What makes you proud?
Health and safety should be front of mind as employers and workers of NSW go about their day.
The icare Aware Awards recognises NSW businesses that strive to keep their people safe through their efforts. It's also an opportunity for businesses to showcase their initiatives and share best practice with industry.
Nominate your own business, or a business you know, for an icare Aware Award and share your safety success stories with us.
The icare Aware Award program is an opportunity for businesses to showcase their efforts to embed a culture that supports strong safety behaviours.
It can also lead to further recognition in the industry. All icare Aware Award recipients will receive automatic selection into the icare Care and Service Excellence (CASE) awards.
Through a focus on injury prevention businesses are playing a valuable part in ensuring workers of NSW return home safely every day.
How does the nomination process work?
You can nominate any employer with an icare Workers Insurance policy. This could be your own organisation or one that you've worked with on a health and safety initiative.
A selection committee is in place to review nominations. The committee reviews each nomination against agreed selection criteria. The nomination should be related to injury prevention and have demonstrable outcomes.
After a nomination is received a member of the icare Injury Prevention team will contact the nominee to gather more details about their initiative. Once this process is complete, the nomination will go to the next selection committee. All nominees will receive feedback.
If you're selected as an icare Aware Award recipient, icare will meet with you to discuss the best way to showcase your initiative. This may be with a video or an article.
Submit a nomination
To nominate a business, simply download and complete the form (below) and email it to firstname.lastname@example.org.
|June 2018||Komatsu||Read the blog: Safety delivers efficiency - Komatsu's story|
|March 2018||Life without Barriers||Read the blog: No barriers to safety|
|December 2017||Jemena||Read the blog: Safety for and by our people|
Video: No barriers to safety
No barriers to safety
Text, Life Without Barriers, Live Safe. Jennifer Cameron, Manager Injury Prevention icare presenting award. Accepting award surrounded by a group of smiling people.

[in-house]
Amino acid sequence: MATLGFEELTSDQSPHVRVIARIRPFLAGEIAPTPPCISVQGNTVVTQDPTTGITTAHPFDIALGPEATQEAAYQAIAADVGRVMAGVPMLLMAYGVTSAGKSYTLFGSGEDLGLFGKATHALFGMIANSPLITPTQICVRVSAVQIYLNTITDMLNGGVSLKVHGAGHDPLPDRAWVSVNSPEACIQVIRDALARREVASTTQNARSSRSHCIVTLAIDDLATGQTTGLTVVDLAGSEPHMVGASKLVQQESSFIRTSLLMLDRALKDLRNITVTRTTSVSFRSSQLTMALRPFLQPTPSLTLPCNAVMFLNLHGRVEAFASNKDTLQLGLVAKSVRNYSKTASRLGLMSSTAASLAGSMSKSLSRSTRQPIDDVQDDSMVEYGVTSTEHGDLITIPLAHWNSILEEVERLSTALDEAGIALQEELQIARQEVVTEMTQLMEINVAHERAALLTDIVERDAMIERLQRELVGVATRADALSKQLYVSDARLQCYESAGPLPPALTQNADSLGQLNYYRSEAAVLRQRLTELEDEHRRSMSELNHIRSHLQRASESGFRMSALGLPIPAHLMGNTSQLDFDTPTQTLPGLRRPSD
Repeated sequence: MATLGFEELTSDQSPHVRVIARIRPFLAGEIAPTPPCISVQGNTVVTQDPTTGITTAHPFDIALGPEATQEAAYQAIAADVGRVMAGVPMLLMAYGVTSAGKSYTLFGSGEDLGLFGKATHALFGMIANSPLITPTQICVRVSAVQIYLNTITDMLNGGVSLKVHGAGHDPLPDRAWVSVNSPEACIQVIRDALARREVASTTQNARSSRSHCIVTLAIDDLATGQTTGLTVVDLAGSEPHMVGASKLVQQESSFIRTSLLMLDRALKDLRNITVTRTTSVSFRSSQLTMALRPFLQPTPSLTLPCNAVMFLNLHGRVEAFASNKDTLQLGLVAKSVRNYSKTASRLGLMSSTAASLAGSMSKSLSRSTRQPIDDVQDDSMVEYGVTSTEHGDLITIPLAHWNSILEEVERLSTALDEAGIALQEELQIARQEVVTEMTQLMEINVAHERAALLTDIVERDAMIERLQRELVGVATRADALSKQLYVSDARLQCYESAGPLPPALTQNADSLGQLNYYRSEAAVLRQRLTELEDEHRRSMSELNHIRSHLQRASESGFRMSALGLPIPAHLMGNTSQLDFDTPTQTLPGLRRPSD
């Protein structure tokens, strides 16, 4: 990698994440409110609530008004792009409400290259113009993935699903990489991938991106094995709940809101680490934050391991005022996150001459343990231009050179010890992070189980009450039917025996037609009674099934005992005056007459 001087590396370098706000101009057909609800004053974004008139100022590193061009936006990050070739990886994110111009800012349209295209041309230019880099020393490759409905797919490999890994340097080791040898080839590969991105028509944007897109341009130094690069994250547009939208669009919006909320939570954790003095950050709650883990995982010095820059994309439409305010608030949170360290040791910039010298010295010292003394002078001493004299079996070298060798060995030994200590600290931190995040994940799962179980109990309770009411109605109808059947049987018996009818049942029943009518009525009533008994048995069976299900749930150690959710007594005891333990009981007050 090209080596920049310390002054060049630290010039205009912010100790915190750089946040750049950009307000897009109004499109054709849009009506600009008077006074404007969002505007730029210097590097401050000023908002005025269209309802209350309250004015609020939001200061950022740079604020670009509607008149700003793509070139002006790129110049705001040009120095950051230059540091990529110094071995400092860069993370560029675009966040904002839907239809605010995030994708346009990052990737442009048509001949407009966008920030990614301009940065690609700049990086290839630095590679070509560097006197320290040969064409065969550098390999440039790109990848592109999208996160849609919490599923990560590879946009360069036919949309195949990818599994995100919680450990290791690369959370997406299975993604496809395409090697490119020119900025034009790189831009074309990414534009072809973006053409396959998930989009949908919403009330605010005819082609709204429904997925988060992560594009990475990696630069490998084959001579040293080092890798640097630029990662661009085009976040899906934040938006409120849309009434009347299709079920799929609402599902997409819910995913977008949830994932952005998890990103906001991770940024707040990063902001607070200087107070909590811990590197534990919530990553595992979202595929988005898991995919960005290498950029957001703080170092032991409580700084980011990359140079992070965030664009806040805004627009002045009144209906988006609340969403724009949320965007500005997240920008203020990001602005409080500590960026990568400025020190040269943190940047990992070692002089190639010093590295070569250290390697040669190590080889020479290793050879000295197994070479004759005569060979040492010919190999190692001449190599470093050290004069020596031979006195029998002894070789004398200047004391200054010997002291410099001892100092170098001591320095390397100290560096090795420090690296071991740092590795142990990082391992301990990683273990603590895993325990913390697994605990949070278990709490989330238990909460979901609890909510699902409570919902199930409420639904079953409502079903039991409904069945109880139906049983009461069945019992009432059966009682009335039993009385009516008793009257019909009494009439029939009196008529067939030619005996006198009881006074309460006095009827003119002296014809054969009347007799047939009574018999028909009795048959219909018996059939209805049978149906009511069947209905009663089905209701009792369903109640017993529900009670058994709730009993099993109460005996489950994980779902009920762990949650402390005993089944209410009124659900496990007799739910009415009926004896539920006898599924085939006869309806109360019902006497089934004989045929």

JENNIFER CAMERON: Congratulations, Claire and the Life Without Barriers team on being the March 2018 icare aware winner.
CLAIRE ROBBS: Fantastic. Thank you very much.
Wheelchair rolling through corridor of Life without Barriers. Chief Executive Claire Robbs.
Well, as a CEO, I take my role really seriously. We support people in really difficult circumstances across this country every day of the week. And we ask people to go into those circumstances, and I want everyone to go home safe.
So what's been really important in the safety journey for Life Without Barriers has been the commitment from senior management, from the board, through all levels of leadership, and then holding ourselves accountable as a whole organisation for making sure that everyone is safe, the people receiving support and the people giving that support. And I think that's an important thing for a chief executive to keep at top of mind all of the time.
Several clients and care givers doing various activities. Gavin Gawthrop, Injury Management Lead, Health Safety and Environment.
GAVIN GAWTHROP: It's been an amazing journey. Two years ago we took a look at our historical data and it told a bit of a story to us, and that gave us some opportunities for improvement. And one of the things that we did, first of all, is we assembled around ourselves a professional team of allied health professionals in the injury management space, and also health and safety advisors and leaders.